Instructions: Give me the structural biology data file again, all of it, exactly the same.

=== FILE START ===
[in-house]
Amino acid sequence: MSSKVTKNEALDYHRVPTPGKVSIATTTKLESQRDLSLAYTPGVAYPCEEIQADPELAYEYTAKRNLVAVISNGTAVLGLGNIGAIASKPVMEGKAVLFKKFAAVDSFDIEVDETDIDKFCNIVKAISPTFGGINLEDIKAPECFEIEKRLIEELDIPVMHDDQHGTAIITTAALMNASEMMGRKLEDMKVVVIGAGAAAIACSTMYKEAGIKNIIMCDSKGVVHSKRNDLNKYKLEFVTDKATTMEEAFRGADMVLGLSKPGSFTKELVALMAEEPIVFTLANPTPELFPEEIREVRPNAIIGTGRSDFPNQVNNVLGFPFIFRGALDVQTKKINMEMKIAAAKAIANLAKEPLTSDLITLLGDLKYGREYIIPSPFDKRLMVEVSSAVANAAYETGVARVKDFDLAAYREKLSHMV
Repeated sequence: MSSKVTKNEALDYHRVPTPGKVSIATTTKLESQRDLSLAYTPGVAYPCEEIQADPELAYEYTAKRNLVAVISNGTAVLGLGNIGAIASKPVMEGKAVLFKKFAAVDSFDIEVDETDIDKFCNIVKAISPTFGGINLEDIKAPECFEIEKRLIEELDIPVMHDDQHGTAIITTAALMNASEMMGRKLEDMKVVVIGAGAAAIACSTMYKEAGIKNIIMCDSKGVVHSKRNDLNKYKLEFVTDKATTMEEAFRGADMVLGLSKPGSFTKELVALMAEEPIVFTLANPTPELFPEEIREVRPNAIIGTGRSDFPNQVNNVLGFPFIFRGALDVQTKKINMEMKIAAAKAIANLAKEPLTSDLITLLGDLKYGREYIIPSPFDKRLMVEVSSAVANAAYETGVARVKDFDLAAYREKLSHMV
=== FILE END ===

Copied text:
[in-house]
Amino acid sequence: MSSKVTKNEALDYHRVPTPGKVSIATTTKLESQRDLSLAYTPGVAYPCEEIQADPELAYEYTAKRNLVAVISNGTAVLGLGNIGAIASKPVMEGKAVLFKKFAAVDSFDIEVDETDIDKFCNIVKAISPTFGGINLEDIKAPECFEIEKRLIEELDIPVMHDDQHGTAIITTAALMNASEMMGRKLEDMKVVVIGAGAAAIACSTMYKEAGIKNIIMCDSKGVVHSKRNDLNKYKLEFVTDKATTMEEAFRGADMVLGLSKPGSFTKELVALMAEEPIVFTLANPTPELFPEEIREVRPNAIIGTGRSDFPNQVNNVLGFPFIFRGALDVQTKKINMEMKIAAAKAIANLAKEPLTSDLITLLGDLKYGREYIIPSPFDKRLMVEVSSAVANAAYETGVARVKDFDLAAYREKLSHMV
Repeated sequence: MSSKVTKNEALDYHRVPTPGKVSIATTTKLESQRDLSLAYTPGVAYPCEEIQADPELAYEYTAKRNLVAVISNGTAVLGLGNIGAIASKPVMEGKAVLFKKFAAVDSFDIEVDETDIDKFCNIVKAISPTFGGINLEDIKAPECFEIEKRLIEELDIPVMHDDQHGTAIITTAALMNASEMMGRKLEDMKVVVIGAGAAAIACSTMYKEAGIKNIIMCDSKGVVHSKRNDLNKYKLEFVTDKATTMEEAFRGADMVLGLSKPGSFTKELVALMAEEPIVFTLANPTPELFPEEIREVRPNAIIGTGRSDFPNQVNNVLGFPFIFRGALDVQTKKINMEMKIAAAKAIANLAKEPLTSDLITLLGDLKYGREYIIPSPFDKRLMVEVSSAVANAAYETGVARVKDFDLAAYREKLSHMV